The next issue revolves around, once again, Francis Tresham; as C. N. Turnman wrote;
“Here was an important member of the gang who could know a great deal about other conspirators who were not actually yet caught. Once arrested, he was locked in the Tower of London – England’s most feared and secure prison. Tresham was locked in a cell by himself. He died on December 23rd 1605, and he was found to have been poisoned. How did he get the poison? Did he knowingly take it? Or did someone want to silence him before he talked? It is possible that Tresham had the poison on him and took it rather than suffer the butchery of being hung, drawn and quartered. If someone else had access to him, and fed him poisoned food or whatever, he would have been a very important person as only the most important would have had access to this valuable prisoner.” (4)

In light of the fact, that Guy Fawkes did not mention being set up in his confession (maybe because he thought no one would believe his confession given under torture) and instead stuck to his story of being asked to join the plot by Thomas Wintour in 1604. Wintour is also the only one to give a confession of the plot’s events from beginning to end and he too makes no mention of any government conspiracy. Thus, if the government did set up the plotters it is more likely that someone in the government, perhaps noted anti-Catholic Robert Cecil, discovered the plot early on and secretly aided them, while simultaneously setting a trap to make it appear he had uncovered a massive plot against the king.

At the end of the day, while the questions raised are interesting, none can prove that the government or Cecil or anyone else was behind The Gunpowder Plot. Still, even if we cannot know for sure what really happened almost four-hundred and ten years ago I think it is good if we all remember that there is another side to the story of one of the most infamous conspiracies in history.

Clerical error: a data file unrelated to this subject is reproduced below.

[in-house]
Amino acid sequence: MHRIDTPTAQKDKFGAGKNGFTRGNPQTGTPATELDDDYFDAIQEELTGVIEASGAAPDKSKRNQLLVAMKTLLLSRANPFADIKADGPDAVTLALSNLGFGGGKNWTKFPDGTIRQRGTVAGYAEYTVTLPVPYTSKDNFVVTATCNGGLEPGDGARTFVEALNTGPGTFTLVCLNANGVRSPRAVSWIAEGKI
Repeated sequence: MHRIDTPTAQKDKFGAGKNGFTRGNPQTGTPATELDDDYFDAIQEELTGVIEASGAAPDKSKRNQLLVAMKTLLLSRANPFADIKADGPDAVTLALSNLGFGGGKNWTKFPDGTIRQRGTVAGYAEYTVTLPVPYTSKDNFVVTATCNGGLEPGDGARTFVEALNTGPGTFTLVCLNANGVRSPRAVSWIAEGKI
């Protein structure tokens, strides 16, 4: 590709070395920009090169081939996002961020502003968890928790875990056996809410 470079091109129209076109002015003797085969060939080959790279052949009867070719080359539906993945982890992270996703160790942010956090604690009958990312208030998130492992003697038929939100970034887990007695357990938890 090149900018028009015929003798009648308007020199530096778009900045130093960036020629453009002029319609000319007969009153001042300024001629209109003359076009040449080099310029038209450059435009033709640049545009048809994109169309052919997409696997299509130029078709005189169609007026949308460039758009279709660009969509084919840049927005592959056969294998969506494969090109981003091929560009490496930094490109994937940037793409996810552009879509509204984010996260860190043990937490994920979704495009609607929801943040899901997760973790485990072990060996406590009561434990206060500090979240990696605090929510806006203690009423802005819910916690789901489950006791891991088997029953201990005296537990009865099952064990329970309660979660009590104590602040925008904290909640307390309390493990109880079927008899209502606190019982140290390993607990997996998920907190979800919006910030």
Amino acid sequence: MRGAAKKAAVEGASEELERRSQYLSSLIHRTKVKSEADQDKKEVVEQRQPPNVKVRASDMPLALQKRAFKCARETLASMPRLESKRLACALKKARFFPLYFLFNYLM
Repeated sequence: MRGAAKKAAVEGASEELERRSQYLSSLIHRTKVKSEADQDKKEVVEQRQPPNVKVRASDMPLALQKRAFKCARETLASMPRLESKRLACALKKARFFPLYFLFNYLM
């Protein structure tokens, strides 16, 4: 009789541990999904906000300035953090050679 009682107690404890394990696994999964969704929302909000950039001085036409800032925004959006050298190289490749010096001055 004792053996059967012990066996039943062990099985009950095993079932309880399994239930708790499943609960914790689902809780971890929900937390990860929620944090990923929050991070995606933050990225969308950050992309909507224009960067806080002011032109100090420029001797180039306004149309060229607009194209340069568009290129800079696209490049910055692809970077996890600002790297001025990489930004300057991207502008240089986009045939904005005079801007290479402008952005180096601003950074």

(1) “Christ the Lord of History” by Anne Carroll pp 295
(2) BBC Bitesize
(3) “Christ the Lord of History” by Anne Carroll pp 296
(4) History Learning Site

The Catholic Encyclopedia at New

Why Taylor Swift (and a lot of people) are Wrong About Spotify

In November of 2014, Taylor Swift removed her catalog of songs off the popular music streaming site Spotify on the grounds that it does not compensate artists fairly for their work. She wasn’t the first person to object to Spotify, Radiohead’s Thom Yorke being another notable opponent, but she has more or less become the poster girl for resistance to Spotify. The common arguments against Spotify are various: according to Swift it creates the perception that music isn’t valuable because people listen to it for free. According to Yorke it pays artists a pittance while steaming owners get rich, and many believe it will be the end of the music industry as it hurts traditional music revenue sources.
I’m here to tell you that not only is Spotify in the right, but also that it may well be the future of the music industry.

First, what is Spotify? It is a music streaming site started in Sweden in the early ‘00’s; unlike most other music streaming sites Spotify has a “freemium” tier where non-paying users can listen to any of Spotify’s 25 million+ songs for free with ads. Upgrading to Premium for just $9.99 a month will allow listening without ads, better sound quality, and allows users to download playlists to their phone or computer. The way Spotify pays artists is like this: users listen to songs, with a few fractions of a cent being put paid per listen. At the end of the month all the money earned by listens is put into a big pot which is then divided based on who was listened to the most; that money is given to the rights holders who make sure it gets in the hands of music companies and artists.